Try to include Omega-3 fatty acids in your diet. Research suggests that Omega-3s play a role in many brain functions, from regulating mood to increasing cognitive abilities. Omega-3s can be found in fish including tuna and salmon, or in fish oil supplements.
Aim for variety, and let color guide you. Ideally, your daily menu should include a “rainbow” of fresh fruits and vegetables to ensure you’re getting a balanced mix of nutrients. For example, eating plenty of leafy greens can help boost your intake of Folic Acid. Try to find a variety of different colored fruits and vegetables that you enjoy and work them into your diet.
Remember that your beverage choices are as important as your food choices.
• Drinking plenty of water is recommended, to keep the body properly hydrated.
• Limit caffeinated beverages like coffee, soda, or energy drinks, which can have a stimulating effect at first, only to be followed by a drop in energy level and mood. Here are some suggestions for energy boosting snacks that can be better alternatives:
o Fresh fruits like bananas, apples, or berries
o Yogurt with granola
o Low-fat cheeses
o Almonds and walnuts
o Hummus and red peppers
o Half of a sandwich
o A single-serving of popcorn
• Avoid alcohol which can act as a depressant and can interfere with your sleep patterns.
Know that all carbohydrates are not created equal. Processed sugars and refined carbohydrates provide only a temporary feeling of increased energy and fullness. That initial boost may be followed by a desire for more sweets and starches to prop up your mood and energy level. A better choice is complex carbohydrates such as fruits, vegetables and healthy grains to ensure maximum nutritional and digestive benefits with fewer “spikes” that can disrupt brain chemistry.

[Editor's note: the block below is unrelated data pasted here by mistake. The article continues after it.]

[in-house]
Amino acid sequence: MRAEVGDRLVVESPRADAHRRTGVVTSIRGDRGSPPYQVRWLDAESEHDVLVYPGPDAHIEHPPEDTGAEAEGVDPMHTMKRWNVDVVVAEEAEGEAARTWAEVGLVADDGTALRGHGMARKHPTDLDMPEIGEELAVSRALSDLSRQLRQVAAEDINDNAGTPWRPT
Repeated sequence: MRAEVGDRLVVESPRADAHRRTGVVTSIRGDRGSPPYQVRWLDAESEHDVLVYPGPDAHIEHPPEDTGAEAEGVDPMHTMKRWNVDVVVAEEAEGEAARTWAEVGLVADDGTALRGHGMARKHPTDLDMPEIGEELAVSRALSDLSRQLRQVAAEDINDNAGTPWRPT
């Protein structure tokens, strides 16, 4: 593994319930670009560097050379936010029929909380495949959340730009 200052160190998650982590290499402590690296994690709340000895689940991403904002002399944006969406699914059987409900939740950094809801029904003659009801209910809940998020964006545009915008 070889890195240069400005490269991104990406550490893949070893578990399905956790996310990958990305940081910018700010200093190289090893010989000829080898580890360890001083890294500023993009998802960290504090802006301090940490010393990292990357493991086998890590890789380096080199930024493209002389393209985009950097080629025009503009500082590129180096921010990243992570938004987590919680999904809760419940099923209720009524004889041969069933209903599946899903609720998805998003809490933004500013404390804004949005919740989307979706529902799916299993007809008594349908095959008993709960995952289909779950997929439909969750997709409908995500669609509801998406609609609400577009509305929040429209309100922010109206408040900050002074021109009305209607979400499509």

Limit fast food and junk food. Both high sugar and high fat meals can have a negative effect on mood. Use the list below for some ideas for snacks that taste good and also contain great nutrients to fuel your body:
Learn to listen to your body’s signals to know when to eat, and when to stop.
• Eat when you feel physical hungry.
• Try to eat slowly and mindfully. It takes several minutes for your body to signal fullness. Enjoy each bite and avoid overeating by stopping before you feel full.
Regulate your portion size. Many of us tend to underestimate the amount of food we eat and overestimate recommended portion sizes. Use the following tools for tips on regulating portion sizes:
Don’t give up everything you enjoy. Give yourself permission to indulge on occasion. Remember: everything in moderation.
Pulling it all together
Just as a food journal can help you assess your current eating habits, it can also help you to track your progress as you adopt a “new” nutrition plan. A food diary can even be expanded to include recording physical activity and adherence to your medication plan, and to chart the emotions you experience during the day. All of this information gives you a clearer picture of how your self-care activities are working together to help you manage your mental health disorder.
3 Things That Could Help You Sleep Better
1. Stop using all technology 30 min before bed- no cell phone- no lap top- no kindle. The light block melatonin which can help you fall asleep. A 30 min wind down with relaxation and reading (a paper book) can make it easier to fall asleep.
2. No caffeine after 3 PM.
3. Sleep only an hour longer during the weekend than your latest weekday wake-up time.
Tips for a good night’s sleep:
Incorporate a small amount of time each day to be outside in daylight. Time spent outside during the day helps to preserve your body’s sleep and wake cycles. There are many options on campus for this:
• Walk to class.
• Study outside.
• Play a regular outdoor club sport.
• Relax in the sun with your friends.
• Organize a weekly walk outside with your friends to get benefits of both exercise and sunlight.
• Work a job that allows you to be outside:
o Visit the student employment website for other outdoor job options for students (both work-study and non work-study jobs).
Try to get some physical activity on most days. Exercise can promote more regular sleep and wake patterns as well as reduce stress. It’s important to avoid exercise and other vigorous activities three-to-four hours before going to bed to avoid awakening the body even more and making it more difficult to fall asleep.